Today’s pet cats haven’t changed much from their ancestors, and their relationship with people and their nutritional, physical and emotional needs are unique. Behaviors such as stalking and catching prey, scratching, and urine marking are normal and essential cat behaviors. Many cat parents frown on these behaviors when done indoors — like to your new living room furniture. But when indoor cats can’t express normal behaviors

So which lifestyle is best for the cat?

Ultimately, the decision regarding lifestyle depends on your cat’s personality, where you live and whether an interesting indoor environment or a safe outdoor environment can be provided. Some cats are purrfectly happy as indoor-only cats. Other cats don’t do well inside 24/7 and their needs can be met in the right situations.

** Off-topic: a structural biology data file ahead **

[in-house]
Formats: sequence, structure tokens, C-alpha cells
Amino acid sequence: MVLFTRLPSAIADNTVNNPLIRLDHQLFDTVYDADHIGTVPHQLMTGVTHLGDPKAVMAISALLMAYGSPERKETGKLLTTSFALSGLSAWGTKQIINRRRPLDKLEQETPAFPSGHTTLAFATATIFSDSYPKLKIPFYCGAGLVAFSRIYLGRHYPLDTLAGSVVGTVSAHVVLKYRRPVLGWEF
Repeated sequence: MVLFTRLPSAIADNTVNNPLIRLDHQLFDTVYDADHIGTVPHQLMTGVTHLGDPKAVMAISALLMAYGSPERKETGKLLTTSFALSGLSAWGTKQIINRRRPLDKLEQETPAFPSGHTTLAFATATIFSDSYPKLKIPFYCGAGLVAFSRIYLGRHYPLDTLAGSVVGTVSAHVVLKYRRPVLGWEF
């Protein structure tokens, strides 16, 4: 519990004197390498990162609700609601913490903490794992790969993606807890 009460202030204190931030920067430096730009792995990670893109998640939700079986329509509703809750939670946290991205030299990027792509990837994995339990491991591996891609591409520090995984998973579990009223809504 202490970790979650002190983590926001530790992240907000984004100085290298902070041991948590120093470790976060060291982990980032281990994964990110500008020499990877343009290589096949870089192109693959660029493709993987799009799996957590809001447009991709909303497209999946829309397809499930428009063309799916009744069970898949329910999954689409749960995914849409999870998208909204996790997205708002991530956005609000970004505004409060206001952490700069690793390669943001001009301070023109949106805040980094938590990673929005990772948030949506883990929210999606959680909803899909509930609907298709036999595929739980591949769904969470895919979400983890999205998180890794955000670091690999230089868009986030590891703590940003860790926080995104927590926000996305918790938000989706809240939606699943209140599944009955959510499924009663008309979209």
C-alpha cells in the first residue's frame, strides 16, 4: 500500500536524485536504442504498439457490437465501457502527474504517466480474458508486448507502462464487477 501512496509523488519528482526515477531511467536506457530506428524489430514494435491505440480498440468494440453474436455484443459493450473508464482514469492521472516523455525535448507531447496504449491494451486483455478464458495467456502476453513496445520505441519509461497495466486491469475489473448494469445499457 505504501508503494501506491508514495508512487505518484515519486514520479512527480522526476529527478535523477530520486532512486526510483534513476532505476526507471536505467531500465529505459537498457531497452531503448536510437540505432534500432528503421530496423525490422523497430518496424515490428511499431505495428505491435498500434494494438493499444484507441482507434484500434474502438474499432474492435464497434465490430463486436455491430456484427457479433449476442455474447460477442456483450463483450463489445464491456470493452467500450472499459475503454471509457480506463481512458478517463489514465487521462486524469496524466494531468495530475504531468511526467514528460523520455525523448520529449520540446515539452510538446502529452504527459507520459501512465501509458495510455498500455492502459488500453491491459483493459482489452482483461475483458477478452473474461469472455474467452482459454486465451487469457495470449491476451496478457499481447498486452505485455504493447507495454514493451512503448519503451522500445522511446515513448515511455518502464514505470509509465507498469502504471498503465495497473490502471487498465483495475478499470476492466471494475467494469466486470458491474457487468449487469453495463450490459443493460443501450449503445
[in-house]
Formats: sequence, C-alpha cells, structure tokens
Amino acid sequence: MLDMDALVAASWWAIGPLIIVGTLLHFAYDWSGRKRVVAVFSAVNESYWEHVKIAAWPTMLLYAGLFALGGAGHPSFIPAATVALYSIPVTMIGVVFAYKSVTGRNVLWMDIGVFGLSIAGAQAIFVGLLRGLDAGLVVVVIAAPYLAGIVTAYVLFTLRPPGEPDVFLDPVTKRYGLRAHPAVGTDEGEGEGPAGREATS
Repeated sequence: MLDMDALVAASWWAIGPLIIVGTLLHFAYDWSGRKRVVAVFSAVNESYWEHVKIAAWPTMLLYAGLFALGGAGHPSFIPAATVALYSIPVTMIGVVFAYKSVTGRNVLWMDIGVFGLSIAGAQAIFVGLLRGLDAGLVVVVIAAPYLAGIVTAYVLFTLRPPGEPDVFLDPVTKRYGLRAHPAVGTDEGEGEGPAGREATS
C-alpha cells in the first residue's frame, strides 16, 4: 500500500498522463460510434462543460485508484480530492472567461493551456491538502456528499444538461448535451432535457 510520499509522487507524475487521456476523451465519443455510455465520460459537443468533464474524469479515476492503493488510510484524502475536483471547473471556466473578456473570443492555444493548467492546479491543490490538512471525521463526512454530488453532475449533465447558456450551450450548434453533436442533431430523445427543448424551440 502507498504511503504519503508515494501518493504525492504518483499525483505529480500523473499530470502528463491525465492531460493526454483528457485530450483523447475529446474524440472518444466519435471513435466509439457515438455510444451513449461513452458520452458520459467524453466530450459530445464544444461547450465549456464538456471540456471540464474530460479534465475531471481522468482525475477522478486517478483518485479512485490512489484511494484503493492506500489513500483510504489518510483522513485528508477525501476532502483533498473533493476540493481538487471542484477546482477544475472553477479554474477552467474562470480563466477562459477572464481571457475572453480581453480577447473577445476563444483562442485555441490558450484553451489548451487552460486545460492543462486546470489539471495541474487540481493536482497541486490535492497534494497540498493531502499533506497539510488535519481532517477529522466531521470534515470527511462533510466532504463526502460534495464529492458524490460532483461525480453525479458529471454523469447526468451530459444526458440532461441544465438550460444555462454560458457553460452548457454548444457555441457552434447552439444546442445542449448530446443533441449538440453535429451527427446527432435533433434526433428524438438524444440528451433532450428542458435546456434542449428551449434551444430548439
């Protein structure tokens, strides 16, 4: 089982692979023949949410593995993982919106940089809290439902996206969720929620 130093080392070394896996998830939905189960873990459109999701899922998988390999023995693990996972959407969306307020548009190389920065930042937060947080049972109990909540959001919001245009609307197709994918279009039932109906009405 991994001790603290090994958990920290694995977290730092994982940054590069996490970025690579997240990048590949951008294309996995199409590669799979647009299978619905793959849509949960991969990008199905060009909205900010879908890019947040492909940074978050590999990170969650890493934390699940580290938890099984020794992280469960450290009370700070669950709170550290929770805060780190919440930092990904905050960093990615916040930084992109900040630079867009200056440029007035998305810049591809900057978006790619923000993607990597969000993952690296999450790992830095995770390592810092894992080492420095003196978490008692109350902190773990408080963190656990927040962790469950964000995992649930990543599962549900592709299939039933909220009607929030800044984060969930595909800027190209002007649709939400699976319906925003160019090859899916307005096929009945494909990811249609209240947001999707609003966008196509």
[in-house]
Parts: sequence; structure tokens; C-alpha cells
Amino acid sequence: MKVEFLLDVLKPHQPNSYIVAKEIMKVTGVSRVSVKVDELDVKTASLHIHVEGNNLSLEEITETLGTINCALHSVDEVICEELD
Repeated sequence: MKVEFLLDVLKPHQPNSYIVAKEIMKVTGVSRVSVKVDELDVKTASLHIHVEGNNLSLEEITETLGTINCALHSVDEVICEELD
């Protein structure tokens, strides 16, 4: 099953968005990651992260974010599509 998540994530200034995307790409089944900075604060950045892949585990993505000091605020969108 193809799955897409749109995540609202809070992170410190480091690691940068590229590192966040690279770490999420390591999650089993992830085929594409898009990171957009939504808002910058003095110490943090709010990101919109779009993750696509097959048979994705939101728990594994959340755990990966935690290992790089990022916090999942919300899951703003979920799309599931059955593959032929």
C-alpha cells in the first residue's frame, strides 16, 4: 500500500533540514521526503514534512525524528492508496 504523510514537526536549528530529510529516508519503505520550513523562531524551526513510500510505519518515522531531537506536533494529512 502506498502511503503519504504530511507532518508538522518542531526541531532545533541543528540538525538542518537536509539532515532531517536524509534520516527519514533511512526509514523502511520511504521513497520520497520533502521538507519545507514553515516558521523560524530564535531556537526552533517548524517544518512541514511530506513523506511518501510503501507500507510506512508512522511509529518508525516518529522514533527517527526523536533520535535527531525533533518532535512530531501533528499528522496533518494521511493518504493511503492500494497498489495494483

If you decide an indoor-only lifestyle is appropriate for your kitty, make sure her indoor environment is as interesting and exciting as outdoors. Providing scratching posts, perches and a variety of toys that get kitty running and climbing can help keep indoor cats active, healthy and happy.

If you decide an indoor/outdoor lifestyle is right for your feline friend, you’ll want to take precautions to ensure she’s safe. Consider these options for outdoor cat adventures:

  • Train your cat to walk on a leash while wearing a harness, not just a collar.
  • Build or purchase an outdoor cat house that keeps your kitty safe while allowing her to enjoy the outdoors. It’s not just about keeping your cat from roaming freely, but about keeping other animals out.
  • Provide adult supervision.
  • Bring your kitty inside at night.
  • Make sure your cat is up-to-date on all appropriate vaccinations and internal and external parasite control.